Figure 1. Characterization of PPSiNPs. (A) Schematic of the surface modification procedure of silica nanoparticles by plasma polymerization. (B) Chemical structure of the precursors used with representation of the expected surface functionalization. Methyl oxazoline (OX) provides SiNPs with heterocyclic functionality, Allylamine (AA) provides SiNPs with amine groups, Acrylic acid (AC) provides SiNPs with carboxyl acid groups, and 1,7-octadiene (OD) provides SiNPs with hydrocarbon coatings. (C) TEM image and size distribution histogram of uncoated SiNPs. (D) and after OD modification. (E) Principal component analysis of data obtained from ToF-SIMS characterization data. Scores plot of the first two principal components (PC1, 68% and PC2, 14%) for the surface modification of the SiNPs: bare SiO2 (black), AA (blue), AC (red), OD (yellow) and OX (green). (F) TOF-SIMS PC1 loadings for all fragments below 100 m/z. (G) Surface potential vs. pH of bare and plasma polymer-coated SiNPs measured in 10−3 M NaCl. Each point represents an average of three chemical repeats averaged by 3 technical repeats.
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Figure 2. XPS analysis of PPSiNPs. (A) XPS survey spectra showing the surface chemical composition of bare and plasma polymer-coated silica nanoparticles. (B) Table of the atomic percentage of oxygen, carbon, nitrogen, and silica quantified from XPS analysis. High resolution C1s spectra obtained via XPS of (C) AC, (D) OX, (E) OD, and (F) AA.
Figure 2. XPS analysis of PPSiNPs. (A) XPS survey spectra showing the surface chemical composition of bare and plasma polymer-coated silica nanoparticles. (B) Table of the atomic percentage of oxygen, carbon, nitrogen, and silica quantified from XPS analysis. High resolution C1s spectra obtained via XPS of (C) AC, (D) OX, (E) OD, and (F) AA.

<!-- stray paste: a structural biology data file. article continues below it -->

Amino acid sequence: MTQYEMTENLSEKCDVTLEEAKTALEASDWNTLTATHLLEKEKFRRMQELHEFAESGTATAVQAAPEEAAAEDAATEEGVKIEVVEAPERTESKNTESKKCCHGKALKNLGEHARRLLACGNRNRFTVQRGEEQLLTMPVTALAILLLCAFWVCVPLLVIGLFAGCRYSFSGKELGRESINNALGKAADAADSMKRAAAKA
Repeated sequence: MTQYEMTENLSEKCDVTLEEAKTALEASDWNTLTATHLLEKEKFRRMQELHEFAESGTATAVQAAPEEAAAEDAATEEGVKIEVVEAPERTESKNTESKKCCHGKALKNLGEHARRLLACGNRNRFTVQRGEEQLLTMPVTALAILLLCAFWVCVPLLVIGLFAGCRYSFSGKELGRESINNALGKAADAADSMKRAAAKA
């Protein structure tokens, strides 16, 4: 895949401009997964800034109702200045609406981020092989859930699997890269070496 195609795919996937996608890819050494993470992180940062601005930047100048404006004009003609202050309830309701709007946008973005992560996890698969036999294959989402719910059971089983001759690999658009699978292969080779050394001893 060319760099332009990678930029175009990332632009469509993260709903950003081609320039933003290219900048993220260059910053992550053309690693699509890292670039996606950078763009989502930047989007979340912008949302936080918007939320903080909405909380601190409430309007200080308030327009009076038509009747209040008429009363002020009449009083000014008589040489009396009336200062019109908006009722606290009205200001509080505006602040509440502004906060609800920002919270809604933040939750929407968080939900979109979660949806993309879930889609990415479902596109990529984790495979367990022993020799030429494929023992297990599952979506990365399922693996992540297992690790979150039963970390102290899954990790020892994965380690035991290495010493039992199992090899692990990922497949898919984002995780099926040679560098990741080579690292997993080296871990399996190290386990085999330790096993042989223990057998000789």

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Figure 3. Protein corona formation on PPSiNPs. Schematic illustration of the blood-nanoparticle interactions and protein corona formation phenomena (A) SDS-PAGE of protein corona composition formed around silica nanoparticles with different plasma polymer surface modification in human plasma (B) and serum (C). Venn diagram showing the overlapping identified proteins (labelled by their accession numbers) in the serum (D) and plasma coronas (E). Quantification of human serum (F) and plasma (G) proteins adsorbed on SiNPs and PPSiNPs as identified by LC-MS. Protein groups are organized according to protein functionality in the biological processes. The values of the adsorbed proteins are expressed as mean ± SD of the biological triplicates.